By Mark Dowd, BBC
Benedict XVI shocked the world in February when he became the first pope to resign in almost 600 years. But attention shifted quickly to the succession, and the election of the new Pope, Francis. Amid the drama, one question was never fully answered – why did Benedict quit?
Pope Benedict’s official resignation statement offered his waning physical and mental powers as the explanation, but it’s long been suspected there was more to it. And my inquiries have confirmed that.
I went to visit the Nigerian Cardinal, Francis Arinze at his apartment overlooking St Peter’s. He’s one of the most senior figures in the church and knows the Vatican like the back of his hand. He was even, for a short time in March of this year, mooted as a possible successor to Pope Benedict. And he was one of the select handful of senior church officials who were in the Pope’s Apostolic Palace when he broke the news to them personally.
I raised the subject of the scandals that had preceded the Pope’s bombshell decision and, in particular the Vatileaks affair in which the Pope’s butler, Paolo Gabriele, had leaked confidential documents exposing Vatican power struggles. Could that have been a factor in his resignation? His answer was unexpected.
“It is legitimate for a person to speculate and say ‘Maybe,’ because some of his documents were taken secretly. It could be one of the reasons,” he told me.
“Maybe he was so pained that his own butler leaked out so many letters that a journalist was able to write a book. It can be one of the reasons. I don’t expect him to be enjoying that event.”
In the Vatican, young ambitious members of the church are advised to “hear a lot, see everything and say nothing”. That such a senior figure should essentially countenance a departure from the official line is significant.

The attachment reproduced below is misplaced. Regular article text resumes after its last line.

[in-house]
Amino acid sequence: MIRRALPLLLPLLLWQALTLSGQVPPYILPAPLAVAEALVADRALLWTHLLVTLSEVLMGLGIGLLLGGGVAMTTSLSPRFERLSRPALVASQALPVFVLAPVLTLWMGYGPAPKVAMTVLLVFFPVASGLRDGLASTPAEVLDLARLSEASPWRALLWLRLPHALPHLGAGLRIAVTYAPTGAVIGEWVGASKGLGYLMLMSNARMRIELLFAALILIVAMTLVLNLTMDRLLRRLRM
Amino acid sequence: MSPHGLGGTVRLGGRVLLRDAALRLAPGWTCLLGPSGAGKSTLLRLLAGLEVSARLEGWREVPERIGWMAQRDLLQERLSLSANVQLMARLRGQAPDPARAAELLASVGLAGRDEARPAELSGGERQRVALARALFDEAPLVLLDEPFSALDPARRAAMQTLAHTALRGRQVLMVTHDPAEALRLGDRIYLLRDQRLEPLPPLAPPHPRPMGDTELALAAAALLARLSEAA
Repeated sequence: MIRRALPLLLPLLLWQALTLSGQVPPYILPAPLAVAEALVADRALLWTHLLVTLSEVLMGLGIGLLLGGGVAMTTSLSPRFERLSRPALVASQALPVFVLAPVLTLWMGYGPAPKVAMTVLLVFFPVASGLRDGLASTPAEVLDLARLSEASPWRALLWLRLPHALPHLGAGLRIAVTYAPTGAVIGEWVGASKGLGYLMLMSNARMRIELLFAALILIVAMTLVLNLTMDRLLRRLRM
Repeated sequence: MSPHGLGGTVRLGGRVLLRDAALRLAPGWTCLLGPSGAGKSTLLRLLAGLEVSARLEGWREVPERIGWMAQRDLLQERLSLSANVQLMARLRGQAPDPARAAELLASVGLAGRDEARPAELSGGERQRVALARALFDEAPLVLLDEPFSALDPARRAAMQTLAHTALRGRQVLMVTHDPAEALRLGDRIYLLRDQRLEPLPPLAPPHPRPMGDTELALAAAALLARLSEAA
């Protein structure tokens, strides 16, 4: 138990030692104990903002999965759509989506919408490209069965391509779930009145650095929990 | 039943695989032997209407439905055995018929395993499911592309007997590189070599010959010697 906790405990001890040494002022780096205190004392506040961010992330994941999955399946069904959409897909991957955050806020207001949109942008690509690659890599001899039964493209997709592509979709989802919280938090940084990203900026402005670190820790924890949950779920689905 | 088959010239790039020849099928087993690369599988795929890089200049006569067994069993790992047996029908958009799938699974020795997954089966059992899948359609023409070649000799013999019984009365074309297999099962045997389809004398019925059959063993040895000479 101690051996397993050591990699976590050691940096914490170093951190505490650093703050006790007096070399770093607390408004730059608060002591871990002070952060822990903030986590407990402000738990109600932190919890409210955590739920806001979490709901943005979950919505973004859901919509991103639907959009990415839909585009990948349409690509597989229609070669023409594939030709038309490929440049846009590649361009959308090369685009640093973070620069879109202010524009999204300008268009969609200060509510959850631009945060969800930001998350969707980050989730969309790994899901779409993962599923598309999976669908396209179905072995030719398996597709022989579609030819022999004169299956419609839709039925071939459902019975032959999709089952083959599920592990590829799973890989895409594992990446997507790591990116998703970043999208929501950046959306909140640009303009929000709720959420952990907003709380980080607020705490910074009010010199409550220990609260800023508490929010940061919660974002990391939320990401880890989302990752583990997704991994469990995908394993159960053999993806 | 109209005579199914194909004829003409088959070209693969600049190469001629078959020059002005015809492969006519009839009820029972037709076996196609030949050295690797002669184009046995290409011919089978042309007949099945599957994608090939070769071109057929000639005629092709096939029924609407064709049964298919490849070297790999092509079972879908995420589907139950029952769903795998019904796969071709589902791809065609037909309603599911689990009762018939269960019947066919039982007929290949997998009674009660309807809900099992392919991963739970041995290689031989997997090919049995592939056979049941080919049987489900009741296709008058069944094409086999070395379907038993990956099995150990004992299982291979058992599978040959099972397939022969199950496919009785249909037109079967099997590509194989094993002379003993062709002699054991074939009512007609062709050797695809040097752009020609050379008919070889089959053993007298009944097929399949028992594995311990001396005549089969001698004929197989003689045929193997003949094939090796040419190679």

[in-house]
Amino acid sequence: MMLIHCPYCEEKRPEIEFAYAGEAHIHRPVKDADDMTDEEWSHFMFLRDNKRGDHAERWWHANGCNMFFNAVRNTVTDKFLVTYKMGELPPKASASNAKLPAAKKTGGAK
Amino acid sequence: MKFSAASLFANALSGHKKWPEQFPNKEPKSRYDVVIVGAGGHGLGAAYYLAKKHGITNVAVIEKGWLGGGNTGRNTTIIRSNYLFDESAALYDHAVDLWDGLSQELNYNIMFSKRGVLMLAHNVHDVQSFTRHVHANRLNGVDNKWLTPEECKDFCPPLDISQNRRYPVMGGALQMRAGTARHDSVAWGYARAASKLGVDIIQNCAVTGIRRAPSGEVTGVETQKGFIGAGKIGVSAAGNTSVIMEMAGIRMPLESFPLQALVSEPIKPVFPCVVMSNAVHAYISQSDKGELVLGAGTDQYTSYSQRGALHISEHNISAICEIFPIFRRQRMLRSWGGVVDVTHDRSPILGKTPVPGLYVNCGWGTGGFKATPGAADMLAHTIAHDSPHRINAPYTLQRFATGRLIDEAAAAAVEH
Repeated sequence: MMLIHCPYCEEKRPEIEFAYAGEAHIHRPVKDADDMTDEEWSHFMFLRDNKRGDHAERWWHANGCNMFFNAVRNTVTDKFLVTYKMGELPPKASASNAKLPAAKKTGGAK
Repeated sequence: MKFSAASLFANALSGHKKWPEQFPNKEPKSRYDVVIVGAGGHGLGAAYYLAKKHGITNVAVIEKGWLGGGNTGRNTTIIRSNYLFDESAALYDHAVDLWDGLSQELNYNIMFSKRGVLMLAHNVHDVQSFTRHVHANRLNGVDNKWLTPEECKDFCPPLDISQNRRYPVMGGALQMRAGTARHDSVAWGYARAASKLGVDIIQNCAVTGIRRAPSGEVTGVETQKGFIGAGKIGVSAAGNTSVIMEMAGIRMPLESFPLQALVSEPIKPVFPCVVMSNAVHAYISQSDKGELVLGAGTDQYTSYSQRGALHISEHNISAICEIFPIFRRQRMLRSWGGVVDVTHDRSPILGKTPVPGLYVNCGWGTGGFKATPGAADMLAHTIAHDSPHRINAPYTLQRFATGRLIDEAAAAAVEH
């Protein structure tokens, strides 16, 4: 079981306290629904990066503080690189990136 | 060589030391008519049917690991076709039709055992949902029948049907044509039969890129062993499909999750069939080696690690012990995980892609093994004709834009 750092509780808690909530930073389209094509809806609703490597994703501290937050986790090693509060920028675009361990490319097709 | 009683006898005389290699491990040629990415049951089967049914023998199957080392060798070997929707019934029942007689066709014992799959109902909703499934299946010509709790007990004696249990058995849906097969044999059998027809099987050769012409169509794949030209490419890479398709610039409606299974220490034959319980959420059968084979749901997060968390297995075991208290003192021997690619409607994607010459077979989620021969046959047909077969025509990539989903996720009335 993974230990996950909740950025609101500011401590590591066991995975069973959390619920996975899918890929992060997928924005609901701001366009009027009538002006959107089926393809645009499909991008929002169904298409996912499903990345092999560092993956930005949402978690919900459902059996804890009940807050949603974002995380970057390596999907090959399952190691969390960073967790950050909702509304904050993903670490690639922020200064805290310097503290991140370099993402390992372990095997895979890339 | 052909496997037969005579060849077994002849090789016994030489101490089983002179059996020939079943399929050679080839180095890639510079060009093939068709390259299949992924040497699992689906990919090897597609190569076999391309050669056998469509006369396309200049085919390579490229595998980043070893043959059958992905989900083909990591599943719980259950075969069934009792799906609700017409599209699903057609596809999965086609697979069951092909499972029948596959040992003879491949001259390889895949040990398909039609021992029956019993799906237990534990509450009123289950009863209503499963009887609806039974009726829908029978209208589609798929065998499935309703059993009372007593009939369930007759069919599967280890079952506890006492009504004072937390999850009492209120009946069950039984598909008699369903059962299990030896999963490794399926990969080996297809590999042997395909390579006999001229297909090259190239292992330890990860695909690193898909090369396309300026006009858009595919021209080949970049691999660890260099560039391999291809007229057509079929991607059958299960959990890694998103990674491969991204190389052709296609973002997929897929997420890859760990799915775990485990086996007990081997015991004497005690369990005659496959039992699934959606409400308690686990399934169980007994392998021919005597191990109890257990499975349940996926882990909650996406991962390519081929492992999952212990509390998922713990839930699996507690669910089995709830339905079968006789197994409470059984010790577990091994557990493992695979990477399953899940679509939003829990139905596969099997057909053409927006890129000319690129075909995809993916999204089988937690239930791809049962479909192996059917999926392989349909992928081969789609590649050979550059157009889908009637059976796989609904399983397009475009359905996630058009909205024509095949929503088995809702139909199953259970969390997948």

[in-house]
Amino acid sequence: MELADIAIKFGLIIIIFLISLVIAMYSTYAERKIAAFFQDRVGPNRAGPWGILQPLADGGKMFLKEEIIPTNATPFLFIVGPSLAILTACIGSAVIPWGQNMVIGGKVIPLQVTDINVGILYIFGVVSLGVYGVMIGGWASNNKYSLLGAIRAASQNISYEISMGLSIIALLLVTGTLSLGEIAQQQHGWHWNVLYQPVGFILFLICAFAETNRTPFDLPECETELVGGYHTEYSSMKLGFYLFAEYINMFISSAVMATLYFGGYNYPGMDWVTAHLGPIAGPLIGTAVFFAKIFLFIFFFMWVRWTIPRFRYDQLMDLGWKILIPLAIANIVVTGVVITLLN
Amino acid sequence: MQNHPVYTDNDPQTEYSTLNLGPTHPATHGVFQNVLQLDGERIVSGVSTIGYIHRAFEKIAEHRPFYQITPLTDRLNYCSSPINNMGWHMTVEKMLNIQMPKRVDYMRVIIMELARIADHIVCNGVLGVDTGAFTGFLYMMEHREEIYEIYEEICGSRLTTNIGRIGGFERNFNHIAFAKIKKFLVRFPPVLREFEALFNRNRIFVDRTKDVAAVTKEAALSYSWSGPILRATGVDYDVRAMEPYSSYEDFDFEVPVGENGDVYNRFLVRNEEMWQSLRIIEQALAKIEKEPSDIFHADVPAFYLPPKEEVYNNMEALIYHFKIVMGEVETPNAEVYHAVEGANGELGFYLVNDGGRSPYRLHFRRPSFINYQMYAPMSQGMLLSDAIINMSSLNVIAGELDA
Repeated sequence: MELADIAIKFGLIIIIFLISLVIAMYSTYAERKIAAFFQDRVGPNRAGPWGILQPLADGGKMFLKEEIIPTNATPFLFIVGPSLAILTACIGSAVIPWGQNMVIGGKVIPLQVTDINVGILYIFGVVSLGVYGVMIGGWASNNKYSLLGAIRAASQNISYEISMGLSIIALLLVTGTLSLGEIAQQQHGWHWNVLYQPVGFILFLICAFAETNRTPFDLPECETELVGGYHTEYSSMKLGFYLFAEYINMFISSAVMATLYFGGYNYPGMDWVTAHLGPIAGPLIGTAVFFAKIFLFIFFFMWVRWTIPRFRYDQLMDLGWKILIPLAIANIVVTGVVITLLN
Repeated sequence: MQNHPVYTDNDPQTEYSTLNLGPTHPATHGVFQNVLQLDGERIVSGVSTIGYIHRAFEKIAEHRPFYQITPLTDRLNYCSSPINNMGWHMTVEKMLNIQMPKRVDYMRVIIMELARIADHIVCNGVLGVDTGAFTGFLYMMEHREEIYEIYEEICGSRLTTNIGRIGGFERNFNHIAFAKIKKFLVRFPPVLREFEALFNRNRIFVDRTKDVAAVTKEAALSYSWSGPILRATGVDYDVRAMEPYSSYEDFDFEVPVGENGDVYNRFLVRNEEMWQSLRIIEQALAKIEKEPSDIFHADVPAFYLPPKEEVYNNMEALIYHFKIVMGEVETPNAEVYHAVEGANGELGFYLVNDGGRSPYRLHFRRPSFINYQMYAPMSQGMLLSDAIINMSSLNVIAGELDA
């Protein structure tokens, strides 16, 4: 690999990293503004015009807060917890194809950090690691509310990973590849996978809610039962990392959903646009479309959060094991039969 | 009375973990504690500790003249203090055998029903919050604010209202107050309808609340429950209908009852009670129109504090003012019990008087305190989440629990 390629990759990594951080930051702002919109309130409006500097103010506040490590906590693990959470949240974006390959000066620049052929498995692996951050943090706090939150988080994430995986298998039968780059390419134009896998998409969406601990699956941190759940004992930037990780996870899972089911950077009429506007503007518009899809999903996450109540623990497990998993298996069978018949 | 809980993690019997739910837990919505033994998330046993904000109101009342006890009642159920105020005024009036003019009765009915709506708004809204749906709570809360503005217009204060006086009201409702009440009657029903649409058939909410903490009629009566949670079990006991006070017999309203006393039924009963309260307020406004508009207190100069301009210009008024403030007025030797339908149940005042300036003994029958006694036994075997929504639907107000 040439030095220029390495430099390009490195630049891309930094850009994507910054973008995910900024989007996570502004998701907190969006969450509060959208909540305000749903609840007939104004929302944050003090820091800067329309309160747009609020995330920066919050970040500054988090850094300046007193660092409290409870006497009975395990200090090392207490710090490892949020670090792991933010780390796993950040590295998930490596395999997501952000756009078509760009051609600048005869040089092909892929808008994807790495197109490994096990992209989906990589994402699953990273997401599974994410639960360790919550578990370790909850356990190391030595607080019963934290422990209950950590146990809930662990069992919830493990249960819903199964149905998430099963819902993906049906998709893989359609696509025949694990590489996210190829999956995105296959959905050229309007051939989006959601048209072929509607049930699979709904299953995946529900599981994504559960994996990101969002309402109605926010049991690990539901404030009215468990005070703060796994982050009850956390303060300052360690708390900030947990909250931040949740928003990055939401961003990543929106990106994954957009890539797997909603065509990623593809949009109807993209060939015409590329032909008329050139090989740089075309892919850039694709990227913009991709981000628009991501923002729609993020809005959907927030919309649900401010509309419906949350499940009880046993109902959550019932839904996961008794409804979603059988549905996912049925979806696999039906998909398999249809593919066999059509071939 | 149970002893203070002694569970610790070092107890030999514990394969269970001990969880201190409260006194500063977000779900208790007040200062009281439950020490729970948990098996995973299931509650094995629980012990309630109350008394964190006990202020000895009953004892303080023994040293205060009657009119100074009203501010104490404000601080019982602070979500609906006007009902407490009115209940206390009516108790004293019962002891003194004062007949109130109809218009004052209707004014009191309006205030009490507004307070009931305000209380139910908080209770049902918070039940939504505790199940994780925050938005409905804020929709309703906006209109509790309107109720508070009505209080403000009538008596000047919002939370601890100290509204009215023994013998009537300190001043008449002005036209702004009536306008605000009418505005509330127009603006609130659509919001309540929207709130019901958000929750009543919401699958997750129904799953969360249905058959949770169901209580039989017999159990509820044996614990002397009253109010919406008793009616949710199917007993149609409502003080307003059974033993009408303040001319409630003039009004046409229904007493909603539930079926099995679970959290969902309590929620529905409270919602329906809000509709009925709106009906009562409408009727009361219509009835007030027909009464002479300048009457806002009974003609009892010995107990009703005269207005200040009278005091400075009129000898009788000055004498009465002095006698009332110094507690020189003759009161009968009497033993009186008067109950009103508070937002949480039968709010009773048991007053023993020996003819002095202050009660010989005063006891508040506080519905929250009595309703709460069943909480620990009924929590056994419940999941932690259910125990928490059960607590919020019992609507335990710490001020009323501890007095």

Essentially, Pope Benedict was a teaching Pope, a theologian and intellectual. “His idea of hell would be to be sent on a one-week management training seminar,” one insider told me. His misfortune was to accede to the papacy at a time that there was a power vacuum, in which a number of middle-ranking members of the Roman curia, the Church’s civil service, had turned into “little Borgias” as another clerical official put it.
Don’t take my word for it, this assessment comes from the highest source – the current leader of the Church. And Pope Francis does not mince his words. “The court is the leprosy of the papacy,” he has said. He has described the curia as “narcissistic” and “self-referential”. This is what Joseph Ratzinger had to deal with.
Over a period of time dating back to final years of Pope John Paul II, the heart of the HQ of the Roman Church had become dominated by infighting cliques. This was what the Pope’s butler, Paolo Gabriele said he wanted to expose by photocopying and leaking all those documents.
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